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Food allergy: Impact on health-related quality of life

Sally A Noone, RN, MSN
Section Editor
Scott H Sicherer, MD, FAAAAI
Deputy Editor
Elizabeth TePas, MD, MS


Approximately 8 percent of children and up to 5 percent of adults in the United States are affected by food allergy [1]. Food-allergic reactions are the leading cause of emergency department visits for anaphylaxis in the United States [2]. The only therapy for food allergy is emergency treatment in the case of an accidental exposure that triggers a reaction. The mainstay of management of food allergy is avoidance of the food(s) that causes the allergic reaction. Patients and families must be vigilant about food allergen avoidance in a variety of settings (eg, home, restaurants, schools, camps, social gatherings). The burden of avoidance and fear of an accidental exposure can increase anxiety and result in reduced health-related quality of life (HRQL) [3,4]. (See "Anaphylaxis: Emergency treatment" and "Prescribing epinephrine for anaphylaxis self-treatment" and "Management of food allergy: Avoidance" and "Food allergy in schools and camps".)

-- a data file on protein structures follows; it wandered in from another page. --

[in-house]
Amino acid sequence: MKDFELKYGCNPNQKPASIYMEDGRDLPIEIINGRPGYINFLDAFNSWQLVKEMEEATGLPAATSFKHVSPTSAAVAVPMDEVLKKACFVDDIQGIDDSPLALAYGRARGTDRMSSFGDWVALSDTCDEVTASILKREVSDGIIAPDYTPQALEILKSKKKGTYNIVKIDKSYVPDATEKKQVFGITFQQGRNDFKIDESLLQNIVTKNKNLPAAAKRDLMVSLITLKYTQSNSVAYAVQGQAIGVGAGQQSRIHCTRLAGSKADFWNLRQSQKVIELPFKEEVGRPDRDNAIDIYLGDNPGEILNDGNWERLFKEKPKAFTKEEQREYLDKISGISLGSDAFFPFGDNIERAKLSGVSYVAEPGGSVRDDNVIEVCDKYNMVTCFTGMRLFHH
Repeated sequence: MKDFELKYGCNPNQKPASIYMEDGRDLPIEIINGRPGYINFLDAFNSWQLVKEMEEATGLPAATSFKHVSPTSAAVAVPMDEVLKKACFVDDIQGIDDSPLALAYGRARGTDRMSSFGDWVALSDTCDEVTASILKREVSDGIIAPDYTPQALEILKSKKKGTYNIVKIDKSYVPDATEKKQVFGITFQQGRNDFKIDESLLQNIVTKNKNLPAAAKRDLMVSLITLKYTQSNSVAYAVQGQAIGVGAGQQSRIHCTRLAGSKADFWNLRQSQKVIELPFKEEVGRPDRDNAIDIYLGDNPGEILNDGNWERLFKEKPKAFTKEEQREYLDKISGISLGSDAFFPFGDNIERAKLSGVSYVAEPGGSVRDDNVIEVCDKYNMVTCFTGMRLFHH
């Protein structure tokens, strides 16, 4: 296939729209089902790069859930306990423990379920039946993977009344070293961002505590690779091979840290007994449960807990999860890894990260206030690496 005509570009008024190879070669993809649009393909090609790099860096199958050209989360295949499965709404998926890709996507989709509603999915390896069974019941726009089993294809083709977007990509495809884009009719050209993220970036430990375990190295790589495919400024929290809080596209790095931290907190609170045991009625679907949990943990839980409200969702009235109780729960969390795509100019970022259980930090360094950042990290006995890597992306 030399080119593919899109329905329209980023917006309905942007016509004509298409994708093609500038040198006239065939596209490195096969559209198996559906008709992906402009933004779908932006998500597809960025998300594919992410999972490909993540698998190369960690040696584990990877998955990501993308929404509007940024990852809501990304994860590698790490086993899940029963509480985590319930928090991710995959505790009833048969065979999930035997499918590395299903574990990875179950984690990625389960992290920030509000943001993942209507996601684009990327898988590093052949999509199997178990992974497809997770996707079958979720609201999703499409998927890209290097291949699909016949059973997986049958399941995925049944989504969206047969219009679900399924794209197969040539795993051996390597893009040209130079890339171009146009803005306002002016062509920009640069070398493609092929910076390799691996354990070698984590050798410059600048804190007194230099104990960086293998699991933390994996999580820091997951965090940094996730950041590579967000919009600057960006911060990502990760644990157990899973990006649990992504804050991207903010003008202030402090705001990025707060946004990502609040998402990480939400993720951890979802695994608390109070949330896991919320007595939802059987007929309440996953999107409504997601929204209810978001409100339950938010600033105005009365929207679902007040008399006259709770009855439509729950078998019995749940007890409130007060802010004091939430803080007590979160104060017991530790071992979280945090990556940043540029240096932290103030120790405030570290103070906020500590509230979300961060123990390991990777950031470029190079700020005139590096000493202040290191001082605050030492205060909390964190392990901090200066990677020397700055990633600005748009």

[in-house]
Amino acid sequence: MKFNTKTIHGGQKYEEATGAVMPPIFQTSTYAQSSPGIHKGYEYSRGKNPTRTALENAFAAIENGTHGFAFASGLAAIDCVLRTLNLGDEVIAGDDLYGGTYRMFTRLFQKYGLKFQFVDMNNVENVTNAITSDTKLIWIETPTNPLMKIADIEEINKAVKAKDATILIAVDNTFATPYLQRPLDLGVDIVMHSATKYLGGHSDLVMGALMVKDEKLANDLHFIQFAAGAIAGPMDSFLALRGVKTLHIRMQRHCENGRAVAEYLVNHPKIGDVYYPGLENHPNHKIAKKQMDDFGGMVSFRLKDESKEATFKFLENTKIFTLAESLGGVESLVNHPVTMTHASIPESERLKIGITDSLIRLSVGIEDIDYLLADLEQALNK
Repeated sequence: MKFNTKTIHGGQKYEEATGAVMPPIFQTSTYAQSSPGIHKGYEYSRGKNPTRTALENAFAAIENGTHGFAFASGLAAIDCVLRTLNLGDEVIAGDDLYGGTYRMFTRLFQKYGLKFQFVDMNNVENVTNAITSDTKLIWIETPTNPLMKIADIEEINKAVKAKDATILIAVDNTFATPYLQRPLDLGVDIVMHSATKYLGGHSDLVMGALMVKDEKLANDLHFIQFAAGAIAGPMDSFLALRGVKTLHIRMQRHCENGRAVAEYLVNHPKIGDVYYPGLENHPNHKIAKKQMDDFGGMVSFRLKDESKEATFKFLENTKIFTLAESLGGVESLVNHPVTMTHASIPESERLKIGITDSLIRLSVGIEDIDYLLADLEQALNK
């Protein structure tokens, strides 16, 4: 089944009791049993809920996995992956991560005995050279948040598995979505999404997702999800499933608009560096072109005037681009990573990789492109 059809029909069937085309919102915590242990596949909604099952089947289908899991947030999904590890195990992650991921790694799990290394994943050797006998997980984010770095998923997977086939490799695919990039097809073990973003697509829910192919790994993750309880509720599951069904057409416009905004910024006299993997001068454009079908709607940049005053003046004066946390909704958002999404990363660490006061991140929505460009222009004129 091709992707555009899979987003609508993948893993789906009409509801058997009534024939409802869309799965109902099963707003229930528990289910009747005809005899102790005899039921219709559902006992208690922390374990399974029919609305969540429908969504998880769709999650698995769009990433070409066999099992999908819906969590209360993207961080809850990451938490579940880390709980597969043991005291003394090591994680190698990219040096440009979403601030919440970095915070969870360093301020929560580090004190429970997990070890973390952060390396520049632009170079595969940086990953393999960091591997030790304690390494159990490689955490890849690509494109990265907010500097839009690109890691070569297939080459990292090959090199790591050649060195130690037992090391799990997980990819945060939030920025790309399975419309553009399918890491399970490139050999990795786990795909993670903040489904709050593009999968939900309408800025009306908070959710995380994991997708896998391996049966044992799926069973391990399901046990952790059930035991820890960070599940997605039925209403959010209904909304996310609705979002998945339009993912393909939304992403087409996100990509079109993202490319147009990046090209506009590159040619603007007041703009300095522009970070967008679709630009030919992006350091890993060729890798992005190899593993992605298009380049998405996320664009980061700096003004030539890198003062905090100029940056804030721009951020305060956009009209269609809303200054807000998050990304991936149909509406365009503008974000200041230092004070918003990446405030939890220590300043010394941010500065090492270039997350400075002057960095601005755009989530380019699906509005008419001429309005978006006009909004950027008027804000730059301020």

This topic reviews questionnaires used to measure HRQL and discusses the impact of food allergy on HRQL. A broader overview of HRQL assessment is discussed separately. (See "Evaluation of health-related quality of life (HRQL) in patients with a serious life-threatening illness".)


Quality of life (QOL) is defined by the World Health Organization (WHO) as "an individual's perception of his/her position of life in the context of the culture and value systems in which he/she lives and in relation to his/her goals, expectations, standards, and concerns" [5]. HRQL refers to a person's or group's perception of the effect of an illness and its therapy on their QOL and daily functioning. HRQL has three components: social, psychological, and physical. (See "Evaluation of health-related quality of life (HRQL) in patients with a serious life-threatening illness".)

Two types of instruments exist to measure HRQL: generic and disease specific [6-8]. Both questionnaires aim to measure impairments that patients or their families, rather than health professionals, consider important. Patients can have similar levels of clinical impairment and yet have widely different measures of HRQL.

Generic questionnaires are useful in comparing different diseases, and results may be compared with group norms. In addition, these questionnaires are sensitive to comorbidities. Generic instruments may miss small changes in a patient's impairment over time because they do not incorporate questions directly related to the specific disorder.


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Literature review current through: Sep 2016. | This topic last updated: Aug 17, 2016.
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